France has been in constant violation of eurozone deficit rules for years, but then again, so has nearly every other eurozone country.
Spain and France Deficit Violations
Both Spain and France have constantly pushed back goals to meet stated targets. Spain has pushed back deficit targets at least six times by my count (official count may vary).
I also have pages on France violations of deficit rules.
Other sources report similar stories. For example, please consider this Reuters September 2014 headline: France Breaks 2015 Deficit-Cutting Promise.
France announced on Wednesday it was breaking the latest in a long line of promises to European Union partners to cut its public deficit, conceding it now would take until 2017 to bring its finances in line with EU rules.
The statement by Finance Minister Michel Sapin follows weeks of hints by Paris that weakness in the euro zone’s second-largest economy would prevent it bringing the deficit below the EU ceiling of 3 percent of output next year as promised.
France agreed to cut its budget deficit to 3% by 2015. I am sure we can find agreements for prior years.
Here’s the humorous part (from September):
Sapin insisted France was not seeking to change or suspend the rules but wanted the deteriorating outlook for growth and inflation this year and next to be taken into account.
No Change in Rules?
On November 1, and in regards to France, The Economist says Budget, Fudge It.
France had set itself up for a collision in September, when President François Hollande’s government unveiled its growth forecast. This showed that the country would fail to cut its budget deficit, as it had promised, to 3.8% of GDP this year and 3% next. Instead, the deficit would rise to 4.4% in 2014, before dropping back to 4.3% next year. France, announced Michel Sapin, the finance minister, would not reach the euro zone’s 3% ceiling, originally promised by 2013, until 2017.
Amid rising frustration with France, Jyrki Katainen, the outgoing economics commissioner, asked Mr Sapin to explain why they were planning to miss their targets. Having initially insisted that they would not be bossed about by Brussels, the French then gave in. Two days before the commission’s verdict was due, Mr Sapin told Mr Katainen he would find an extra €3.6 billion ($4.6 billion) in revenues in 2015, enabling him to cut the budget deficit next year to 4.1%.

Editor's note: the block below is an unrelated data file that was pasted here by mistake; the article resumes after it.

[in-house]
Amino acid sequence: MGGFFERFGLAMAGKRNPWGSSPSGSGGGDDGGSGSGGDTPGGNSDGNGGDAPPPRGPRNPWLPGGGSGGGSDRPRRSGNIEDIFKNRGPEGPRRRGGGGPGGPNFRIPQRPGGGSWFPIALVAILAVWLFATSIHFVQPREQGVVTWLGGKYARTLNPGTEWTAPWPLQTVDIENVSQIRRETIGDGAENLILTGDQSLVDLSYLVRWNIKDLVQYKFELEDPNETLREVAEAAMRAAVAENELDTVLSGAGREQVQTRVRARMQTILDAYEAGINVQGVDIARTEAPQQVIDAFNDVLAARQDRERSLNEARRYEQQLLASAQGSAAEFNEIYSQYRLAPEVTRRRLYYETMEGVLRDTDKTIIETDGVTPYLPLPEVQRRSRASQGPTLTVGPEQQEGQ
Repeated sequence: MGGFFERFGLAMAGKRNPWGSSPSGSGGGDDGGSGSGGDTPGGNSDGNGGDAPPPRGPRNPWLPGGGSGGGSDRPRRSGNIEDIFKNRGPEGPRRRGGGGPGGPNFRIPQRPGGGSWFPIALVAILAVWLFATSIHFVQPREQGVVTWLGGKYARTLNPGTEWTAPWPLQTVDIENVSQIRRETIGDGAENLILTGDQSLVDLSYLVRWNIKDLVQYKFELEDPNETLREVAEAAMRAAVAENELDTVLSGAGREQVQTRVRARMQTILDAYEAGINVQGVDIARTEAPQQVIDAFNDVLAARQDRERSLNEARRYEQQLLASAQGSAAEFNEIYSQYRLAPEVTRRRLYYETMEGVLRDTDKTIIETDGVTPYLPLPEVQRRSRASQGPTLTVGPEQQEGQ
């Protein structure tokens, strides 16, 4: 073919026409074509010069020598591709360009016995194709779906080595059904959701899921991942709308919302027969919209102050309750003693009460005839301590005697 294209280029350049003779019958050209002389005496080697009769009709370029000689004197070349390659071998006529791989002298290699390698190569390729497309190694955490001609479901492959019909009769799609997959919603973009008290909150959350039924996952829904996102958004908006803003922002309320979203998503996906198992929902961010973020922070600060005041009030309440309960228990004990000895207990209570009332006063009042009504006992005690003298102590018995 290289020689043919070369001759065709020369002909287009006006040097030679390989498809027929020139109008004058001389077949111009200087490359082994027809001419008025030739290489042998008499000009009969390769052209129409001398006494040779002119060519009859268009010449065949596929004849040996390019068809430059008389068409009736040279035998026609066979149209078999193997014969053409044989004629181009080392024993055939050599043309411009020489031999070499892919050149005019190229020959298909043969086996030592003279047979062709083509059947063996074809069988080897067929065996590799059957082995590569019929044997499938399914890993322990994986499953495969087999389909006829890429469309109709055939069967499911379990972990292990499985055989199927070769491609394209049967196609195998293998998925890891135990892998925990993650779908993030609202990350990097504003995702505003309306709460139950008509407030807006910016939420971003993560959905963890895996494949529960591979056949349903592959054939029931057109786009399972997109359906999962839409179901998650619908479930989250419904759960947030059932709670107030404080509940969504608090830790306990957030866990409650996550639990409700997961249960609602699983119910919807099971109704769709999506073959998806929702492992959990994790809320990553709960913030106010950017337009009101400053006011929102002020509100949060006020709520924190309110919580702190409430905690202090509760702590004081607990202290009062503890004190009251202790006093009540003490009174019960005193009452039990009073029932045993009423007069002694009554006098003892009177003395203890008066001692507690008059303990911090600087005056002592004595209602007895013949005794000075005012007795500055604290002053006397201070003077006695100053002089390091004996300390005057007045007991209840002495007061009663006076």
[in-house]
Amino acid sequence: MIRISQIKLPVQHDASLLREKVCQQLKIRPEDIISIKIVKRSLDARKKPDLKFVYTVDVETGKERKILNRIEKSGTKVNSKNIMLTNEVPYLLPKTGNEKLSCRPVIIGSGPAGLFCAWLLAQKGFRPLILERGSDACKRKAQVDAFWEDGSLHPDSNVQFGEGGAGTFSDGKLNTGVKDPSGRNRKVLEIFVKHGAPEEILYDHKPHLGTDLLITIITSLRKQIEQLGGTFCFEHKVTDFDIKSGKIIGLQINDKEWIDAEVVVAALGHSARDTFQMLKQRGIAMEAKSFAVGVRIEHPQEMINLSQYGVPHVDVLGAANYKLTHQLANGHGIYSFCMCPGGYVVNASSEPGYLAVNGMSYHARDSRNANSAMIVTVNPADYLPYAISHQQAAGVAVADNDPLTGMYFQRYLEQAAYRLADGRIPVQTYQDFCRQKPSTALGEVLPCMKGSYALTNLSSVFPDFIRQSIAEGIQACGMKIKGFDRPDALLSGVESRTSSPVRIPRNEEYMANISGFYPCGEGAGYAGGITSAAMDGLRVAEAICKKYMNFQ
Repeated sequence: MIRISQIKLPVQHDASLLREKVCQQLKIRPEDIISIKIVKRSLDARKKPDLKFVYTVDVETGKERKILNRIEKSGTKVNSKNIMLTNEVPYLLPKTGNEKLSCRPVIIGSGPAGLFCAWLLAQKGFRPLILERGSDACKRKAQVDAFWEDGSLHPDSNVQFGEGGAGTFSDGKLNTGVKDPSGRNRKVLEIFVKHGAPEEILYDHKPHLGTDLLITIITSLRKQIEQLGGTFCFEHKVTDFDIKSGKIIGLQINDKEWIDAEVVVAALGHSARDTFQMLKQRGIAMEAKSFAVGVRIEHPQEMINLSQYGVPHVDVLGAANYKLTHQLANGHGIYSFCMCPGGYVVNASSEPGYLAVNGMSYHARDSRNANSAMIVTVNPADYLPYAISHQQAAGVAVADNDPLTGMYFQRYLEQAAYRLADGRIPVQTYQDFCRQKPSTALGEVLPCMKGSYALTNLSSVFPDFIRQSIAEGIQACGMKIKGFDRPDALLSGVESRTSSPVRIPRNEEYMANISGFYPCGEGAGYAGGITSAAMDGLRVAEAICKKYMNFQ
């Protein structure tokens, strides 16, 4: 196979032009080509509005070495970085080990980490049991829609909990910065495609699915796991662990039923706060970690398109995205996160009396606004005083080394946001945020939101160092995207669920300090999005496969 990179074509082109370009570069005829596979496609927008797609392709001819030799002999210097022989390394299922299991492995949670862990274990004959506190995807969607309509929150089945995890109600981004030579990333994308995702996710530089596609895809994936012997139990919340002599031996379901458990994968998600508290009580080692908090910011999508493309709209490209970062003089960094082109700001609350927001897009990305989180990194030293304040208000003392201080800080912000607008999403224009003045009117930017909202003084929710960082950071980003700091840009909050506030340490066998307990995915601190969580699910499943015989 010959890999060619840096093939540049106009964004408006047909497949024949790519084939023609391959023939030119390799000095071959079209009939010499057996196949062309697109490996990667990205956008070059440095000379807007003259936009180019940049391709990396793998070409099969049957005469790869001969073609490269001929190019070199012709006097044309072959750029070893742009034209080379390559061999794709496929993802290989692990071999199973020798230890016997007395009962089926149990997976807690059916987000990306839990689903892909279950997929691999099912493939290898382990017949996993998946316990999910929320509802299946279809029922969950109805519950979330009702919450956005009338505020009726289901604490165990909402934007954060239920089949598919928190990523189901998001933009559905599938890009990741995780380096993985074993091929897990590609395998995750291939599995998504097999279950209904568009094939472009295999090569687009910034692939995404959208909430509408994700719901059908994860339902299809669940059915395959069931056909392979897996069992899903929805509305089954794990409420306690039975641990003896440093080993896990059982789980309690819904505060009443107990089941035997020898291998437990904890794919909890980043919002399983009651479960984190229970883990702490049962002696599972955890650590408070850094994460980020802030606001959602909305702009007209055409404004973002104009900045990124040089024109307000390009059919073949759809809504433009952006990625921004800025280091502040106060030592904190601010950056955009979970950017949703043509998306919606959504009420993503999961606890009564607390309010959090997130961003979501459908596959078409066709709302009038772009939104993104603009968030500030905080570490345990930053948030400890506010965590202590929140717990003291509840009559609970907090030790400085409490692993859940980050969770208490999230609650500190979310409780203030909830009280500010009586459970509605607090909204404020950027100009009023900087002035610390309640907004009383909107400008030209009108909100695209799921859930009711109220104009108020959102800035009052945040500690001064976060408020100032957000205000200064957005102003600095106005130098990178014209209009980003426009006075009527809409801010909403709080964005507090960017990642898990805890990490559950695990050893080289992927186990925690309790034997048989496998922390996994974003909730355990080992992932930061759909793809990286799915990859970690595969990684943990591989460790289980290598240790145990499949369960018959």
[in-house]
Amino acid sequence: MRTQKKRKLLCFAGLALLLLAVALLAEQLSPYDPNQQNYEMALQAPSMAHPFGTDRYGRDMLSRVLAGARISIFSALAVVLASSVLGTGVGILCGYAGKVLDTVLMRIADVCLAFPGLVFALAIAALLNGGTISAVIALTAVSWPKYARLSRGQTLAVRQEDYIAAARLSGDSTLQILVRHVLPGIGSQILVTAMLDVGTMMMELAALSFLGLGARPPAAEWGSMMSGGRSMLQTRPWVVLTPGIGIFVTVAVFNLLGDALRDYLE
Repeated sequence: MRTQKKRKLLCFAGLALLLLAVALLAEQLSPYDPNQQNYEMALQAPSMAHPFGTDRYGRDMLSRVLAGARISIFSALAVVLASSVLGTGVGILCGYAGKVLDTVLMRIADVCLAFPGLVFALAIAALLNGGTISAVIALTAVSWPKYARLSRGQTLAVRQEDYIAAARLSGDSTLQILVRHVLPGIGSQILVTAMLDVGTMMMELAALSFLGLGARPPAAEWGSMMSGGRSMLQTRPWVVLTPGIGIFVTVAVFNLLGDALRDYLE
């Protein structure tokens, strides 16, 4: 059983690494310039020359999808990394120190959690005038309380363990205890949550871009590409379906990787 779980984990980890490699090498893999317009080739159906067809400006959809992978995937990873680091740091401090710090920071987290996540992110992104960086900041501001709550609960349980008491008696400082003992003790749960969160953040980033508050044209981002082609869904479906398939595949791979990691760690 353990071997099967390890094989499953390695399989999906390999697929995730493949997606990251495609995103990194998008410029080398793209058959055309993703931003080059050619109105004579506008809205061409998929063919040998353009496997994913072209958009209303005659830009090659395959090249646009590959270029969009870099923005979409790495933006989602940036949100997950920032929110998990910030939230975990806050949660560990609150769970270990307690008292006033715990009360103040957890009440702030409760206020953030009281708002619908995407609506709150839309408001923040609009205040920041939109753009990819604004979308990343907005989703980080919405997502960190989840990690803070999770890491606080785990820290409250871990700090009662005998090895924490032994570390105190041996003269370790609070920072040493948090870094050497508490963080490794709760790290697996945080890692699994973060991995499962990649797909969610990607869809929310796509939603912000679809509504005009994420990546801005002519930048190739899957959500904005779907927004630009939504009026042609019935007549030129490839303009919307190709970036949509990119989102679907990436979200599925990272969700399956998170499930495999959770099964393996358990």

4.1% Next Year? Really?
The compromise, as usual, was to give France more time if France went half-way.
After rounds of infighting, France said something to the effect “OK we will reduce our deficit from 4.4% to 4.1% in 2015”.
Flashback April 10, 2014: Bloomberg reports France Must Meet 3% Budget Deficit Target for 2015, Sapin Says
French Finance Minister Michel Sapin said his country needs to stick to a budget deficit target next year of 3 percent of gross domestic product to follow European Union rules.
The goal to reduce the shortfall from 4.3 percent in 2013 “is a target that we must maintain,” Sapin said today to reporters in Washington, where he is attending the spring meetings of the International Monetary Fund and the World Bank. “This is in the feasible range.”
In September we learned the shortfall rose!
Today we learn ….
Deficit Much Higher than Expected
Le Monde reports Government Deficit in 2014 Much Higher than Expected.
The government presented Wednesday, November 12, a draft amending budget for 2014, which represents slippage in the deficit. The deficit will reach 88.2 billion euros at the end of 2014, 4.3 billion more than what was expected this summer.
Weak business growth has indeed resulted in less revenue than expected in tax on company’s VAT and taxation of financial products individuals.
Compared to the first’s expectation Amending Finance Act passed in late July, 6.1 billion euro revenue is missing.
On the expenditure side, Bercy also found overruns of about 2.1 billion euros, mainly due to the cost of military operations abroad, personnel costs and mechanisms of solidarity as the income of active solidarity or the aid of State Medical.
Bercy also left unchanged its forecast deficit – which encompasses that of the State, social protection and local authorities – made in early September, which already included the deteriorating economic environment. Deficit will be 4.4% of gross domestic product this year, up from 4.1% in 2013, and then flow back slightly to 4.3% in 2015.
Weak consumer spending? A deteriorating economic environment? VAT shortfalls? Extra government spending? Deficit shrinkage to 4.3% instead of 4.1%?
Gee who coulda thunk?
Mike “Mish” Shedlock